Motricity’s Ryan Wuerch on the Post-IPO Game Plan, International Expansion, and the New Wave of Mobile
Most companies might consider reining in their loftiest ambitions after an IPO plan falls far short of expectations.. Then again, most companies aren’t run by Ryan Wuerch.
Wuerch is the founder and chief executive of Bellevue, WA-based mobile software company Motricity (NASDAQ: MOTR). The company, founded in 2001, filed for its IPO in January. At the time Motricity, which had generated more than $100 million in revenue in 2008, though it was not yet profitable, was expecting to raise as much as $250 million from investors in its initial public offering.
Instead, the company, met by a tough economic climate, was forced to lower its expectations. First, it sought to raise $85 million, then $62 million, before finally settling on a much lower $50 million to seal the deal. But a less than ideal IPO, Wuerch says, isn’t enough to speak to the well-being of the company, and won’t be enough to curtail its ambitions.
“Stock price doesn’t indicate the strength of a company,” Wuerch says, adding, “We were waiting for that window.” Timing certainly didn’t help Motricity. On the last day of the company’s road show in May, just when Motricity was trying to whip up enthusiasm among dozens of investors, the Dow Jones Industrial Average fell 1,000 points in a very scary 16-minute period. The window Motricity had been waiting for was suddenly gone, but Wuerch and the company decided to move forward with its plans regardless.
“It’s a very difficult market and we feel very fortunate that we did get out,” he says. “We didn’t have to go public.”
The reasoning for moving ahead with the public offering was three-fold. First, Wuerch was eager to have transparency with the customers that comes with the territory of being public. Second, there was an obvious opportunity for the company’s some 355 employees, as of March 31, to benefit from the transaction by enabling them to potentially cash out their stock options. Third, the company had some rigorous international expansion plans in the works that required extra capital.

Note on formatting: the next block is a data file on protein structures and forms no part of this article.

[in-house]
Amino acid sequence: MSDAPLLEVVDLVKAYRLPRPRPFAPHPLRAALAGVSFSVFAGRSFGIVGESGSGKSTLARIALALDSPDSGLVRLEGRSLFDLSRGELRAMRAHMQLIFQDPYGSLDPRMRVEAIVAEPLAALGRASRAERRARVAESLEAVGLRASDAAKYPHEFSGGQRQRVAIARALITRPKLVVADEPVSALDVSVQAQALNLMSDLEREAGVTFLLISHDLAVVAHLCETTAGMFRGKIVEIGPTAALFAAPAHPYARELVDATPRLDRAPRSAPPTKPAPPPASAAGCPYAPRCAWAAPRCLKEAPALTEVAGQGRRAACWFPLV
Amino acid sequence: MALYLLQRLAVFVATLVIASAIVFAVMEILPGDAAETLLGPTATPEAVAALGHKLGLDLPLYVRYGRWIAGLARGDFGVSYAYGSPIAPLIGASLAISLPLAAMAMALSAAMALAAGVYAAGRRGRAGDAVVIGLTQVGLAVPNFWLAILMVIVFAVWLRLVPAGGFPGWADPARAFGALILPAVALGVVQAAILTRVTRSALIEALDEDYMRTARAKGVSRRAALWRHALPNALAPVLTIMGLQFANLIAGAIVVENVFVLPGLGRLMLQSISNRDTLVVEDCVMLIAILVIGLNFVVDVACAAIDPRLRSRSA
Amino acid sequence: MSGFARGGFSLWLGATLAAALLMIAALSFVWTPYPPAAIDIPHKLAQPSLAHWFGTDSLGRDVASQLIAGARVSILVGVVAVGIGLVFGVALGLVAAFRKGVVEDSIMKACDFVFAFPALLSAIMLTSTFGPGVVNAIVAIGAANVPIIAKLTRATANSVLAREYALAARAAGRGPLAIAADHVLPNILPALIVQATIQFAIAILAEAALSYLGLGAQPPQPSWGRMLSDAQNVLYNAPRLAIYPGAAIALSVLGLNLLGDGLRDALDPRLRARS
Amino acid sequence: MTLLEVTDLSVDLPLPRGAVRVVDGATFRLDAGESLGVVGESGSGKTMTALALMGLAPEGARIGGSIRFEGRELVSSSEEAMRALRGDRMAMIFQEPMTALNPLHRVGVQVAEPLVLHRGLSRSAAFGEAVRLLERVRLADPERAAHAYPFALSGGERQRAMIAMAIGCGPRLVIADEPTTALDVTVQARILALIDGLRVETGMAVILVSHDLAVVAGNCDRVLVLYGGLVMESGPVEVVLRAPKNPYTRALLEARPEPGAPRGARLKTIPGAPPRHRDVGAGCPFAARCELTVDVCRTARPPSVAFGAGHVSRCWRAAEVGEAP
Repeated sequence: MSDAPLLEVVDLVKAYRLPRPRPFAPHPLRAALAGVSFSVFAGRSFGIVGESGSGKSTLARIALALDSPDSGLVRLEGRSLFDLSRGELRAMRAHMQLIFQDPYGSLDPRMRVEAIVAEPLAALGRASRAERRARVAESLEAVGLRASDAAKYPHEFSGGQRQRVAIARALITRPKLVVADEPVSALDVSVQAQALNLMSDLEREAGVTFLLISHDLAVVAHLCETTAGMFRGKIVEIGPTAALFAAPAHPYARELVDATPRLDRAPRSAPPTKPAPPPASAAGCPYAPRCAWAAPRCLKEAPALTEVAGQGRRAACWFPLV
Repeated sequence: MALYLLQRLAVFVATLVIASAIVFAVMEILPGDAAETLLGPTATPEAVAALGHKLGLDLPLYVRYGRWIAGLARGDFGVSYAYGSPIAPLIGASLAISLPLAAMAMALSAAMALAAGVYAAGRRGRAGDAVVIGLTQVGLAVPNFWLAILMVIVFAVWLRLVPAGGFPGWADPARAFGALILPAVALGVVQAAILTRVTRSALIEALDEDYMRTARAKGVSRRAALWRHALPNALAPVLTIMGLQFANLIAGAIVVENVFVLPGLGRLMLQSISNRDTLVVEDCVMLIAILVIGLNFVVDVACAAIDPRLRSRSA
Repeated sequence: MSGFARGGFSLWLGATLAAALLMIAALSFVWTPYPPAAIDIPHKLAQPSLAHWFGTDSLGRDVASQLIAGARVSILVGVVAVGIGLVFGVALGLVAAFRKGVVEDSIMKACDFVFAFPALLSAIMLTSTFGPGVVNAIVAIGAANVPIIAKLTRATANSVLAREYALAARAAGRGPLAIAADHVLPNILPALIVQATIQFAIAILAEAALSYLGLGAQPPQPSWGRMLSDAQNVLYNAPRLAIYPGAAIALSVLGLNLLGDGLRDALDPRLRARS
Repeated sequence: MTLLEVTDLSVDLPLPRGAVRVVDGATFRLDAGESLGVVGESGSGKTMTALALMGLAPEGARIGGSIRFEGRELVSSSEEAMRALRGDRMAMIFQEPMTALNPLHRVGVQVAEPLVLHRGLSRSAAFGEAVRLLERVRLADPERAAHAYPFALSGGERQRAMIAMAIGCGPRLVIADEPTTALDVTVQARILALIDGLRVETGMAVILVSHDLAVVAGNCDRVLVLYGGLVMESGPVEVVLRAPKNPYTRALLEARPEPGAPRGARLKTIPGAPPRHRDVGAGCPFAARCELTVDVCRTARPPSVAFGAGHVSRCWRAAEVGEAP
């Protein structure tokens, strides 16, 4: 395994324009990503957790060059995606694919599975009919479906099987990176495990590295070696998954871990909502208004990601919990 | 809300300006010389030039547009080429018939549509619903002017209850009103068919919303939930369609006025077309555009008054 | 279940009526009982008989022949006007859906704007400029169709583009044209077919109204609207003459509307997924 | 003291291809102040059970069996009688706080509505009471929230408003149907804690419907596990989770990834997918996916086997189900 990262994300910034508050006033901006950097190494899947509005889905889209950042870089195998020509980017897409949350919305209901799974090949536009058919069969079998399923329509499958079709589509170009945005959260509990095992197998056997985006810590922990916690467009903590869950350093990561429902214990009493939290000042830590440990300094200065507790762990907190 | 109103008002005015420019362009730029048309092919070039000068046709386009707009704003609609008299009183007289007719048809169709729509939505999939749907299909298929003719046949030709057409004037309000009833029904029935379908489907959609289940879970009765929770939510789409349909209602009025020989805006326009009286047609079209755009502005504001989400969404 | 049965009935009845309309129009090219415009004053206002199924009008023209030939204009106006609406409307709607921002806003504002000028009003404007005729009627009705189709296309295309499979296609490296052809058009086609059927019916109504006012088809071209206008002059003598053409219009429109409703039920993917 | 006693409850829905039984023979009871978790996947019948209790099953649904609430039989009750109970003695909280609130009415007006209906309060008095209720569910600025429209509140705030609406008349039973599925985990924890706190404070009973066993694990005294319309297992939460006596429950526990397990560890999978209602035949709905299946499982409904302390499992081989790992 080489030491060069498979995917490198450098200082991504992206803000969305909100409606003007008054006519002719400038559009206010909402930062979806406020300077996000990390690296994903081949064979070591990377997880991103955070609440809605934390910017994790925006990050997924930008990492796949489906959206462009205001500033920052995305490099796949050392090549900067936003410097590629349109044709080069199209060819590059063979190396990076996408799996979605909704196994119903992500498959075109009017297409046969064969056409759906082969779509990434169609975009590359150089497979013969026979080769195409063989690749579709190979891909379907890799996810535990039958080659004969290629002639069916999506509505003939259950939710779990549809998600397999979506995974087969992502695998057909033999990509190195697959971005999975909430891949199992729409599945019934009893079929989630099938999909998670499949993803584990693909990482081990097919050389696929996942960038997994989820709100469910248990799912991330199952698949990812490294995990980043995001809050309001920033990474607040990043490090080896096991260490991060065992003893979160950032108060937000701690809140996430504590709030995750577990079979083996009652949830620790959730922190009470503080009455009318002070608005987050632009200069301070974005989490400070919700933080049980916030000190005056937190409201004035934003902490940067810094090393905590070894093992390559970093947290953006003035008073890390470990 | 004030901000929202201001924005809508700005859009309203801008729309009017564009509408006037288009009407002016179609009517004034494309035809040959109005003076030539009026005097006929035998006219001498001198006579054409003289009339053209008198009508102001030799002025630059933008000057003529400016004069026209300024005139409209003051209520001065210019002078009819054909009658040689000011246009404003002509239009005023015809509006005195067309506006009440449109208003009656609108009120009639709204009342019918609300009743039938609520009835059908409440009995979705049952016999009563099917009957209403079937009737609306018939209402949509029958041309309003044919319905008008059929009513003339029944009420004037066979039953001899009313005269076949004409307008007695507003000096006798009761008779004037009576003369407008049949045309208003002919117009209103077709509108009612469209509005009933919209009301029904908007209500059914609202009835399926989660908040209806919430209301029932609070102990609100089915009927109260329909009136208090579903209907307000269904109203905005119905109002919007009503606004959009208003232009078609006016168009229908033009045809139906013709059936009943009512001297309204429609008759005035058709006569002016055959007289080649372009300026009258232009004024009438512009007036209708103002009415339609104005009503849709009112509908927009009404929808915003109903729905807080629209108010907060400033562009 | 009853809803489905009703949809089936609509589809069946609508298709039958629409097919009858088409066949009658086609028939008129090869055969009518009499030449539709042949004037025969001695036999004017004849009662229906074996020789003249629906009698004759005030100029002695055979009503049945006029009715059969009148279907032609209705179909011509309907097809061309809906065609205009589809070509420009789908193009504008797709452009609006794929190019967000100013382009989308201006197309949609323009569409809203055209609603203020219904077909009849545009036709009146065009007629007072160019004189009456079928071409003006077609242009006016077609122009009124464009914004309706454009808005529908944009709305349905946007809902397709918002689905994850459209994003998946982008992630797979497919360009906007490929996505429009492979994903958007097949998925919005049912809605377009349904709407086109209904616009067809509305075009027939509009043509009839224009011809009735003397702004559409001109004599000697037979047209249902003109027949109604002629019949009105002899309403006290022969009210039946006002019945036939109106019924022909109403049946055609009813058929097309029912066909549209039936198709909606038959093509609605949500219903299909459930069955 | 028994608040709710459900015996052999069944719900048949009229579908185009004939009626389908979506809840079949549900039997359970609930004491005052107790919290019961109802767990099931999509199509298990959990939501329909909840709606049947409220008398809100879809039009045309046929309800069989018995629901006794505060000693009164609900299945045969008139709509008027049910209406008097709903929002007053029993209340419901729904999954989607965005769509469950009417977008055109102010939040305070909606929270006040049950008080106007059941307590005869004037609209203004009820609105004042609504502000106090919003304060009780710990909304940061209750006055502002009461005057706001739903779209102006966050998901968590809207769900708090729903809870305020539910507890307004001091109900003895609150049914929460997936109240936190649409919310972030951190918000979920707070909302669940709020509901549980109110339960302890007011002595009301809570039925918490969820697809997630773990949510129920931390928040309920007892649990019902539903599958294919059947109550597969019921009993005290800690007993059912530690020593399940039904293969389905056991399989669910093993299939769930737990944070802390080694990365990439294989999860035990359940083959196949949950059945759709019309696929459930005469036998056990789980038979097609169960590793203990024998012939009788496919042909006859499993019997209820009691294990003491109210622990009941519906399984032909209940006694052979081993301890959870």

Motricity had a number of prominent stockholders going into the IPO, including Advanced Equities (28.6 percent), billionaire investor Carl Icahn (13.8 percent), Technology Crossover Ventures (10 percent), and New Enterprise Associates (9.8 percent).
Although the public offering was no doubt humbling, Wuerch says the company has already bounced back. Motricity posted revenue of $113 million in 2009. And although they haven’t yet become profitable, the company’s revenues are climbing and losses are narrowing. In 2008, the company reported a loss of $78 million. In 2009 its loss was down to $16 million.
The company is ready to move forward—and aggressively so—with plans to ramp up its local presence, and expand to Asia and India. Citing the famous children’s fable, Wuerch says actions speak louder than words. His motto around the office is “maniacal execution against the plan.”
“My largest investors actually bought in the IPO, so if there’s any indication to the strength of the company, that’s it,” he says. “It has nothing to do with how much money you’re raising.”
And so far things are looking up. The company’s second quarter results—some $30.4 million in total revenues—exceeded expectations, Wuerch says. As the domestic market has improved for Motricity, Wuerch says it has enabled him to think more about international expansion.
Motricity relocated from North Carolina to Bellevue in December 2007, coinciding with the company’s $134 million acquisition of the mobile division of Infospace. But Wuerch had other reasons … Next Page »